# Extract the paired samples from a listing of all samples

I am comparing genomic profiles of identical samples and I need to extract the paired samples from a listing of all samples, so as an illustration how can I adapt "How can I get list of duplicates...." to this problem of keeping only lists that have duplicated samples.

{{sample1,2},{sample1,3},{sample2,3},{sample3,4},{sample3,6}}

=>

{{sample1,2},{sample1,3},{sample3,4},{sample3,6}}

On my machine, the following

F[list_] := Flatten[Select[Gather[list, First[#1] == First[#2] &], Length[#] > 1 &], 1]


is faster than

G[list_] := Flatten[Cases[GroupBy[list, First], {_, __}], 1]


although I am not entirely sure why: I suspect it has to do with pattern matching being slower. When the number of unpaired samples is large, the evaluation time discrepancy increases.

• Kuba's use of GroupBy was unnecessary and counterproductive. I corrected his answer to use GatherBy instead and it is now much faster. Feb 7, 2017 at 18:53
list = {{sample1, 2}, {sample1, 3}, {sample2, 3}, {sample3,
4}, {sample3, 6}}


Flatten[Cases[GatherBy[list, First], {_, __}], 1]

{{sample1, 2}, {sample1, 3}, {sample3, 4}, {sample3, 6}}


So for

list = {{sample1, 1}, {sample2, 1}}


we will get

{}


as there are no duplicates in sample*.

• Much more elegant than what I had in the mean time Select[list, Count[Flatten@list, First@#] > 1 &] Feb 7, 2017 at 12:06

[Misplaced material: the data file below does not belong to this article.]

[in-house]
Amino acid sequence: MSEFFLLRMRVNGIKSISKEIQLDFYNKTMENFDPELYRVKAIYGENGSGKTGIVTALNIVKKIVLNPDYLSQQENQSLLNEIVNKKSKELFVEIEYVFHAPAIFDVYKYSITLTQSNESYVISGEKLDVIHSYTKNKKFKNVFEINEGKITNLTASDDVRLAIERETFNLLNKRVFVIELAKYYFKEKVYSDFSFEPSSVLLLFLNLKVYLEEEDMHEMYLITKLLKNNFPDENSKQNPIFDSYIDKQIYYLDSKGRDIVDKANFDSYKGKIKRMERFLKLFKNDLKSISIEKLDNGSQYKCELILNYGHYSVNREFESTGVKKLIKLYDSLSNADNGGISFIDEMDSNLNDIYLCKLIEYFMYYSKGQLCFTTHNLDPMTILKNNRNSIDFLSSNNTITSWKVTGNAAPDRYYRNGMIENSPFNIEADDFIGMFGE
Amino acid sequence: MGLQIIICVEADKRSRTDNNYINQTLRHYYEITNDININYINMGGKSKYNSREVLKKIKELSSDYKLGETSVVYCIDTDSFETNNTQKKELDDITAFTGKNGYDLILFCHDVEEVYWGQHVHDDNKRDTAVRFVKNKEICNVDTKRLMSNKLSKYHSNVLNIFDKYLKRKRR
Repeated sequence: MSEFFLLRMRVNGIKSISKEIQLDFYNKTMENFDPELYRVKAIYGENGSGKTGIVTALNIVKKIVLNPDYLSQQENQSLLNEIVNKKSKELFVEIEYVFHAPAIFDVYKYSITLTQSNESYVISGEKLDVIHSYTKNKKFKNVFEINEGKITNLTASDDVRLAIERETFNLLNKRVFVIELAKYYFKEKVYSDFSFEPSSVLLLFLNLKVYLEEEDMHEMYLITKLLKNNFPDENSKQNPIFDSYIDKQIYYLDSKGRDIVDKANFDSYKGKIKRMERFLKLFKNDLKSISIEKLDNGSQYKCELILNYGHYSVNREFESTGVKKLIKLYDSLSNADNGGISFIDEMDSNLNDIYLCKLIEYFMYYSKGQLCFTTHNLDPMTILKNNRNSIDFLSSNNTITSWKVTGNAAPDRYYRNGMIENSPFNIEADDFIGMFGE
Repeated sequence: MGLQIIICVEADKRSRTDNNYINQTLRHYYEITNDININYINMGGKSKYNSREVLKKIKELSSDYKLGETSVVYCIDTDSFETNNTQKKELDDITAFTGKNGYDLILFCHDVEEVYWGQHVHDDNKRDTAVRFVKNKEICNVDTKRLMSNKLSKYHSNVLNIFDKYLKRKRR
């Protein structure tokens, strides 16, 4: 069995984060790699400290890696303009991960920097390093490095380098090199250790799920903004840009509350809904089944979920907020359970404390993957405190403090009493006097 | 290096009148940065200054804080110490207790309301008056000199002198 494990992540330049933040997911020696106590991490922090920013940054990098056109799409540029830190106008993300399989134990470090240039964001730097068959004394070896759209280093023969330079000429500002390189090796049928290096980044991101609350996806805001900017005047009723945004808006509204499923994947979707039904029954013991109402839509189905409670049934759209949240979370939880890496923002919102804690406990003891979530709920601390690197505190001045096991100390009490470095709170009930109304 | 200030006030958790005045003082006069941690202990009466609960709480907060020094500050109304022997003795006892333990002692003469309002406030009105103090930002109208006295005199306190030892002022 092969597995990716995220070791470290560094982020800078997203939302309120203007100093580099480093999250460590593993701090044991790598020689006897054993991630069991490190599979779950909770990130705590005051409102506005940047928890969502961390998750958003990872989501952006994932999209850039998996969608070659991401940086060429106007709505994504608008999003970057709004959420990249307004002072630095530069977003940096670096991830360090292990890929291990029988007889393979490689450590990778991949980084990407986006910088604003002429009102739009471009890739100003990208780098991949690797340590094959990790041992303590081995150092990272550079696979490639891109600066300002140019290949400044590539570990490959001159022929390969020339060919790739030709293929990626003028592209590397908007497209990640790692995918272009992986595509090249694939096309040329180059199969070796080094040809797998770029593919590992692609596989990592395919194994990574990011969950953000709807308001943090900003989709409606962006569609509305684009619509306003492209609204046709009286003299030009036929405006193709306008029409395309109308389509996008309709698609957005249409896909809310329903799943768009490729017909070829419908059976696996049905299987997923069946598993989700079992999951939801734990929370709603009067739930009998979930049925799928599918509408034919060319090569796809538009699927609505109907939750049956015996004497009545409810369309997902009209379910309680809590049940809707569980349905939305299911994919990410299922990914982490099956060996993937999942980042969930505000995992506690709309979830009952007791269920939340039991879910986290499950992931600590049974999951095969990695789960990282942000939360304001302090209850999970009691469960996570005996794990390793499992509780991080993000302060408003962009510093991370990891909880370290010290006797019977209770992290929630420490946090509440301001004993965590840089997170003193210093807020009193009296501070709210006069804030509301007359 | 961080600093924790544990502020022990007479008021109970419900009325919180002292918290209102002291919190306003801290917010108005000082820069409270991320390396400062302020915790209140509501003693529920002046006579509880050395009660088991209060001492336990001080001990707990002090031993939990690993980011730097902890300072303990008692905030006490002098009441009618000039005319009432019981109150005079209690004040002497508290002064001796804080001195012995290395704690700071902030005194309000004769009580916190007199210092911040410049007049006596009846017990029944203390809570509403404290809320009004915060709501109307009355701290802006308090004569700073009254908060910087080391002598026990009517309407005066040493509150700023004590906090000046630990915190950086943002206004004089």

• @Feyre A matter of preference I suppose ;)
– Kuba
Feb 7, 2017 at 12:09
• As of 10.0, there's Catenate for Flatten[..., 1]. Feb 7, 2017 at 13:24
• @MartinEnder and Join @@ is sometimes faster than either, e.g. if the input list is a packed array in this case, so it is still often my first choice. Feb 7, 2017 at 18:58
• @Mr.Wizard I used GroupBy, I could have bet it wasn't the case. Thanks for correction of that typo :)
– Kuba
Feb 7, 2017 at 19:02

I recommend using DeleteDuplicatesBy for this task.

data = {{sample1, 2}, {sample1, 3}, {sample2, 3}, {sample3, 4}, {sample3, 6}};
DeleteDuplicatesBy[data, Last]


{{sample1, 2}, {sample1, 3}, {sample3, 4}, {sample3, 6}}

• I think OP picked unfortunate example because the point is to keep entries which appear more than once base on the first element. So {{sample1,1},{sample2,1}} shoul be left empty while your method will give {{sample1,1}}
– Kuba
Feb 7, 2017 at 12:01
• @Kuba. I think you're right. Feb 8, 2017 at 1:16
list = {{sample1, 2}, {sample1, 3}, {sample2, 3}, {sample3, 4}, {sample3, 6}};


Using SequenceSplit (new in 11.3)

SequenceSplit[list, {a : {_, b_}, {_, b_} ...} :> a]


{{sample1, 2}, {sample1, 3}, {sample3, 4}, {sample3, 6}}